Kulkmann's G@mebox - www.boardgame.de



Simone Luciani
David Turczi

Board & Dice (German: Giant Roc)

No. of Players:

G@mebox Star



G@mebox author Ralf Togler writes about the game:

You should have a fairly large table if you want to play Nucleum. And you should also allow a little more time for setting up the game, preferably before the guests arrive, if you want to get into the game quickly. Of course, it also helps to know the game and to have the material well organised. But once you've got started, Nucleum develops an incredible pull with perfect depth, at least if you also like somewhat more complex Euro games like I do.

But what's it all about? As the name might suggest, the game is about a mysterious new energy source, uranium. At some point in the early 19th century, this new element is introduced to the powerful in Central Europe and, in the course of this, a new reactor was create a new reactor, the Nucleum, which revolutionises energy production compared to conventional coal-fired power stations.

Unlike in Germany today, this energy source was immediately put to use in the fictitious Central European scenario and an unrivalled triumphal march begins. As players, we take part in this rapid rise of the region between Prague and Leipzig and we industrialise the country. Uranium mining areas need to be developed, reactors and turbines to be erected, buildings and industries to be constructed and supplied with energy, and the railway network must be expanded at the same time.


The large main game board shows us where the building sites in the cities, the mining areas for uranium and the areas for the power stations can be found. In addition to this map, there is space for various tiles and pieces for purchase, acquire and we also can find several scoring tracks. All of this takes up a lot of space on the table.

However, each player also has their own personal board, on which the ready-to-use buildings, turbines and uranium mines are located, technologies are developed and action tiles are placed. The maximum number of units that can be taken in an income phase is also noted on three income tracks.

The game has an interesting action mechanism. You choose your actions with the help of action tiles, on each of which we find two actions. Both actions can be carried out, but this is not a must. Main actions allow you to build up buildings, turbines and mines from your own board to the main board, provided you have the necessary money and workers. In addition, you can only build where you have already established a connection to, but more on this later.

There is also the main action with which you can acquire a contract from the main board, which you then fulfil at some point later. Another important action is Energize, which allows you to transport uranium to a power station, burn coal in a coal-fired power station and then generate the electricity required to light up one of your buildings. Once again, a connection must have been established between the building, mine, power station, etc.


Various subsidized actions enable direct gaining or advancing in the area of income.

But there is also another important main action, Develop, and this action can be used to acquire new action tiles from the main board. This allows you to gradually expand your action options, which is an important step, as the action tiles are no longer available once used, but are placed in the upper area of your own game board and thus determine how much income you can earn in the next income phase. That’s because the three income tracks for money, workers and victory points are located under the tray for the action cards used.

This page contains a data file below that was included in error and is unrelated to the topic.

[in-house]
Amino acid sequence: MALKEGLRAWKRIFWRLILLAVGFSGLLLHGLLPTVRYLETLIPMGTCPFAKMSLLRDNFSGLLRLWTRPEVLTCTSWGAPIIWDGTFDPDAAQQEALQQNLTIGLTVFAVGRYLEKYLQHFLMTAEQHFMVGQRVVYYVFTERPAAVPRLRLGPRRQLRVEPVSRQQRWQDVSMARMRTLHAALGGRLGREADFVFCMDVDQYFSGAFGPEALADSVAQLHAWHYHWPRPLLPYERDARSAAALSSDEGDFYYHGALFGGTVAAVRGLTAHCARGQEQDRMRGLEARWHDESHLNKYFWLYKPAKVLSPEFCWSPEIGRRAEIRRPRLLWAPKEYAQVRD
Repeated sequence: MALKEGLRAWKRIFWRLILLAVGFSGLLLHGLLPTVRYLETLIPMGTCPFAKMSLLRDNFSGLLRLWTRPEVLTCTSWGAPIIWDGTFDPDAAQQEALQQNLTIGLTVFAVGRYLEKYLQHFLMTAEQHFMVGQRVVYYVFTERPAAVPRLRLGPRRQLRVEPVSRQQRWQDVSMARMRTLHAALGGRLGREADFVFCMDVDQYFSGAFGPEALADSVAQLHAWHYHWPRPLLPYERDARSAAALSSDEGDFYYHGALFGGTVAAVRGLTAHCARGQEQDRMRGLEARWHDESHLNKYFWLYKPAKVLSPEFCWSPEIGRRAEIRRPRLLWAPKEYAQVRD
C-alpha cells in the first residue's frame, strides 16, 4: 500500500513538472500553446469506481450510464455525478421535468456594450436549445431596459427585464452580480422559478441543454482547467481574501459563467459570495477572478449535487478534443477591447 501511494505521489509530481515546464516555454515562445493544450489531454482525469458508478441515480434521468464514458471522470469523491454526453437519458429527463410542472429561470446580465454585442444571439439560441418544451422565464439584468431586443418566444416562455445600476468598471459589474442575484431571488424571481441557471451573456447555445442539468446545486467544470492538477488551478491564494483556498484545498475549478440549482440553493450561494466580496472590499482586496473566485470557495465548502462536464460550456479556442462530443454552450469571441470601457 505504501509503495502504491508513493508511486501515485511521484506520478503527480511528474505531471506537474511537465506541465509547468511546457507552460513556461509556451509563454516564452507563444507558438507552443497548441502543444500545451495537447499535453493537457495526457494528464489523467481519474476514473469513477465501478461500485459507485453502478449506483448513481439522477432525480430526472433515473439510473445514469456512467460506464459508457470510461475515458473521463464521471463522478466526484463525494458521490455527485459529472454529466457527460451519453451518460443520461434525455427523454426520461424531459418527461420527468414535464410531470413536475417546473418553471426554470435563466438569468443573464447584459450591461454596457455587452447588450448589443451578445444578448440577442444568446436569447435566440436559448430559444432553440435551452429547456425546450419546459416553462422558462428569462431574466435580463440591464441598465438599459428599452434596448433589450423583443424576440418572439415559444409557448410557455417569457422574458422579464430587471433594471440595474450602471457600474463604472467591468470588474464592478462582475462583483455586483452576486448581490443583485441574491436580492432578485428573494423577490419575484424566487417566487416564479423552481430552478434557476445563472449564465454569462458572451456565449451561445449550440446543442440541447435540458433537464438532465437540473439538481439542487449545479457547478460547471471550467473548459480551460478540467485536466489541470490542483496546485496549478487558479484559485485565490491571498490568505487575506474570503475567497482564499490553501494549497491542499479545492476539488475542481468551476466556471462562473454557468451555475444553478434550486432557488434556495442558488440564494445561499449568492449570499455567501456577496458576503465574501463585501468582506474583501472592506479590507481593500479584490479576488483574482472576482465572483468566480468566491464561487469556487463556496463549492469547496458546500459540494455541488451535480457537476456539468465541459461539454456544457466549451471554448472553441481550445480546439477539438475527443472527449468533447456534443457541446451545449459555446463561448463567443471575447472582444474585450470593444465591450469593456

In the income phase, which is triggered by taking all the action tiles back into your hand instead of choosing one, a check is made to see which of the two values (the marker on the income track or the space below the last action tile placed) is lower. This value determines the income in the respective area.

However, action tiles fulfil another purpose: instead of carrying out the actions and placing them in the upper area of your own game board, they can also be placed as a railway line on the main board, gradually connecting the cities. So much for the necessary connection between turbines, mines and buildings.


Actions can also be triggered by the cards when they are used as railway lines, but in this case that’s only true if the edge colour of the action tile matches the adjacent colour. Also, the action card is no longer available to the player in this case, so you should carefully consider which action card to use. In any case, it is better to make sure you have a supply in good time.

So, there's a lot going on in Nucleum. Typical for BOARD & DICE, there are also rewards for almost everything we do, often in the form of victory points. For example, when we remove a building from our game board, when we accept a contract, the next time we fulfil the contract, when we light up buildings, etc.

The question now, of course, is whether it's worth all the effort. My answer is Yes, Yes, Yes. Admittedly, I was also confused at the beginning, not to say overwhelmed. But that quickly subsided as the game progressed. Ultimately, you "only" choose one action tile at a time and play it either in your own playing area or as a railway line on the main board. But the possibilities that arise from this choice are fantastic. David Turczi's solo mode also works perfectly, is not too complex and is a lot of fun.


Nucleum is one of my favourite games from the very good 2023 boardgame year, lots of variety (each game colour plays differently due to different starting conditions) and enormous game depth. But beware: the game is at least connoisseur level, definitely not for casual players. For me, worth another great G@meboxStar!

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